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Trump hates net neutrality

Here’s what a Trump presidency could mean for the future of internet regulation.

GOP Presidential Nominee Donald Trump Holds Campaign Rally At Collier County Fairgrounds In Naples, Florida Joe Raedle / Getty Images

A Donald Trump presidency will shake up key regulatory agencies in Washington, which could lead to a reversal of hard-won decisions on issues like net neutrality and completely upend the relationships the tech industry has worked to foster with regulators.

Trump will appoint new leaders to agencies like the Federal Communications Commission, the agency that brought us net neutrality last year.

Yet Trump has also promised a “temporary moratorium on new agency regulations” and to “eliminate our most intrusive regulations.”

On the issue of net neutrality, Trump hasn’t said much, but he appears to have sided with the ISPs — the companies selling broadband service — over internet companies like Netflix or Amazon.

He tweeted two years ago that net neutrality was just another way to attack conservative media.

That means Trump could unwind parts of current net neutrality rules, potentially making it easier for ISPs to charge companies like Netflix for faster service to end users.

A possible successor to run the FCC is Jeffrey Eisenach, who Trump brought on last month to help craft his technology policy. Eisenach is known as an anti-regulatory zealot, who has been criticized for advocating against net neutrality as a think-tank scholar while receiving funds from Verizon to underwrite his work.

Although, to be fair, before his position at the FCC, the Obama-appointed Tom Wheeler was the CEO of the Cellular Telecommunications & Internet Association, which is an industry lobbying group.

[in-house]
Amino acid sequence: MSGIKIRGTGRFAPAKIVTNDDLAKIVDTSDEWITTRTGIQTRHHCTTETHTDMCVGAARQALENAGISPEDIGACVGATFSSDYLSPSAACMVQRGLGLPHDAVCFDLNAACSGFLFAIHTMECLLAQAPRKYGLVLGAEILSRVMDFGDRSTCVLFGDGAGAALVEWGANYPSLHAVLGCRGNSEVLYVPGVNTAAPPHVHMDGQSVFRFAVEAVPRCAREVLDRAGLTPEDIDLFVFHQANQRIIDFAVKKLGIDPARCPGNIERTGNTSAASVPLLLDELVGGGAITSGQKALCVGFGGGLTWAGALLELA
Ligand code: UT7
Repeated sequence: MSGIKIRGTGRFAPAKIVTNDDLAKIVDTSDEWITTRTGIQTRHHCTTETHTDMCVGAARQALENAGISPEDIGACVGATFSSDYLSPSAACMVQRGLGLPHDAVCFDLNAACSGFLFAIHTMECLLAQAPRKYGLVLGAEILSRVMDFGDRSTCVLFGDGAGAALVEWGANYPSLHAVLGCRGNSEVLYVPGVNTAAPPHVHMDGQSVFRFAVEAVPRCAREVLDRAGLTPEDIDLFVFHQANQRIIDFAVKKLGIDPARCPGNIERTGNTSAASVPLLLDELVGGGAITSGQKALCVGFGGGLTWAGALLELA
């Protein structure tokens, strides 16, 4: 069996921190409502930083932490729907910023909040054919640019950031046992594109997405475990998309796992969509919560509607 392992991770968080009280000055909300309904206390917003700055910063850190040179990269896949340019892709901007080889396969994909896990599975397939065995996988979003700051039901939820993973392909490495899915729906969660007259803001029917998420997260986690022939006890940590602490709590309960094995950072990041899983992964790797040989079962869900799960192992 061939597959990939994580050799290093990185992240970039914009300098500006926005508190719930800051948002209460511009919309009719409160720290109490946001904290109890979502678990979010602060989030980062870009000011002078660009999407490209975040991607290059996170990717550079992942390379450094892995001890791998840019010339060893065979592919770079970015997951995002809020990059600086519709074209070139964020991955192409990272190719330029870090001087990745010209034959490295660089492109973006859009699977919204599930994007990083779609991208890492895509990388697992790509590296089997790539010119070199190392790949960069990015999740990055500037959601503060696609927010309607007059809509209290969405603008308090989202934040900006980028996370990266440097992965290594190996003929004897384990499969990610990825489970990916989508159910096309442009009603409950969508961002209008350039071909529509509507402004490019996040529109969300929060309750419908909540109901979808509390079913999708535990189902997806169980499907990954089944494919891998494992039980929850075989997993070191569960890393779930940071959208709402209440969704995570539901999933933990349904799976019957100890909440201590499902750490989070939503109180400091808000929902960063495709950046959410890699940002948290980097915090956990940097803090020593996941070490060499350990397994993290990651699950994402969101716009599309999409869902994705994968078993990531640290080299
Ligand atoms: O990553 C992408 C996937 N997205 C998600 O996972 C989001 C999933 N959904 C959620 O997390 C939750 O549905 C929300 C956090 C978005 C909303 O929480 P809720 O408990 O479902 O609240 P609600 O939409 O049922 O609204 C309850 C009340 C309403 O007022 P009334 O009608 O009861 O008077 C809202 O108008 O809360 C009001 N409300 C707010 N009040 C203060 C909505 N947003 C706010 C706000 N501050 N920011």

Here’s what Trump’s victory could mean for the future of telecom policy at the FCC:

  • Under Trump, the FCC could open a new rulemaking that would reverse its 2015 decision to reclassify the internet as a utility. This would undermine the FCC’s net neutrality rules that prohibit internet providers from speeding up or slowing down access to certain websites and other discriminatory practices.
  • A reversal of the net neutrality order would also undermine the new privacy rules the FCC just passed that require internet providers to gain consent from subscribers before using their data to sell ads.
  • Trump hasn’t made comments about the 5G transition, which is supposed to usher in the next wave of internet-connected devices, including self-driving cars and drones, which will require a robust wireless infrastructure for reliable operation.
  • In September, the then-candidate took to Twitter to call on the FCC to fine a journalist who used indecent language to criticize Trump on Fox News, despite the fact that the FCC only polices indecent language on broadcast TV and radio, not cable.

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